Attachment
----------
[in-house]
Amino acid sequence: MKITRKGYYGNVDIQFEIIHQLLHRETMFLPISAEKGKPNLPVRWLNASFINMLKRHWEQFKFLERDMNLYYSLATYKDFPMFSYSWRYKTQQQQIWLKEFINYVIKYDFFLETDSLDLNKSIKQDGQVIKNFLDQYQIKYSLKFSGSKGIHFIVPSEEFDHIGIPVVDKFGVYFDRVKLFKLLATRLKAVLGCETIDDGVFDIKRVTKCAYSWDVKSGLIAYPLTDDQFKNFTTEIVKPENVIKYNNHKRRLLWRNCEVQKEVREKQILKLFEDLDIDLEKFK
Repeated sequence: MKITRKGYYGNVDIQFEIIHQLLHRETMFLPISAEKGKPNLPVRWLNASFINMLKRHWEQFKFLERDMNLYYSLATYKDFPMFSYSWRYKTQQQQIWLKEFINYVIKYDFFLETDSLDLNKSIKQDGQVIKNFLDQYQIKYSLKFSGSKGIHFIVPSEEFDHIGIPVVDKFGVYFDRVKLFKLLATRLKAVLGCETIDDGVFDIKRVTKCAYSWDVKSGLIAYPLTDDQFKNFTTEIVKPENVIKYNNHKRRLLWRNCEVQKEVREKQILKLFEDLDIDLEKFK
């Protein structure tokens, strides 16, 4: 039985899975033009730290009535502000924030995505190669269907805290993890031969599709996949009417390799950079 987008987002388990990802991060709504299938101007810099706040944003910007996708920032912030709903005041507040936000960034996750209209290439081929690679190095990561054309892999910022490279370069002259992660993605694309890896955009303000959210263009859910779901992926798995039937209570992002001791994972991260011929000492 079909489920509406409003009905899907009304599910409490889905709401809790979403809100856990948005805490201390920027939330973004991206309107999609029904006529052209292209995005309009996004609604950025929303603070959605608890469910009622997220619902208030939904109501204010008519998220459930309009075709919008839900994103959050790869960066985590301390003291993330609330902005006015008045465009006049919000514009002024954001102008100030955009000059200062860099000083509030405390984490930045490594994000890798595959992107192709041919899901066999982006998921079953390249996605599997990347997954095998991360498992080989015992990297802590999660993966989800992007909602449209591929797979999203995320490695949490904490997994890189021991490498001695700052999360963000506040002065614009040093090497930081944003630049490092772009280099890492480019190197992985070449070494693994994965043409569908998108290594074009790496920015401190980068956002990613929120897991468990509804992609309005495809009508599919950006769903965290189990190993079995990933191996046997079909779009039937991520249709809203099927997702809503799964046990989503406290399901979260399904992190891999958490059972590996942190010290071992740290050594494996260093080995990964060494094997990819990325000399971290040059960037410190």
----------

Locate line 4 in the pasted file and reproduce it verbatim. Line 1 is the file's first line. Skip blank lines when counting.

């Protein structure tokens, strides 16, 4: 039985899975033009730290009535502000924030995505190669269907805290993890031969599709996949009417390799950079 987008987002388990990802991060709504299938101007810099706040944003910007996708920032912030709903005041507040936000960034996750209209290439081929690679190095990561054309892999910022490279370069002259992660993605694309890896955009303000959210263009859910779901992926798995039937209570992002001791994972991260011929000492 079909489920509406409003009905899907009304599910409490889905709401809790979403809100856990948005805490201390920027939330973004991206309107999609029904006529052209292209995005309009996004609604950025929303603070959605608890469910009622997220619902208030939904109501204010008519998220459930309009075709919008839900994103959050790869960066985590301390003291993330609330902005006015008045465009006049919000514009002024954001102008100030955009000059200062860099000083509030405390984490930045490594994000890798595959992107192709041919899901066999982006998921079953390249996605599997990347997954095998991360498992080989015992990297802590999660993966989800992007909602449209591929797979999203995320490695949490904490997994890189021991490498001695700052999360963000506040002065614009040093090497930081944003630049490092772009280099890492480019190197992985070449070494693994994965043409569908998108290594074009790496920015401190980068956002990613929120897991468990509804992609309005495809009508599919950006769903965290189990190993079995990933191996046997079909779009039937991520249709809203099927997702809503799964046990989503406290399901979260399904992190891999958490059972590996942190010290071992740290050594494996260093080995990964060494094997990819990325000399971290040059960037410190």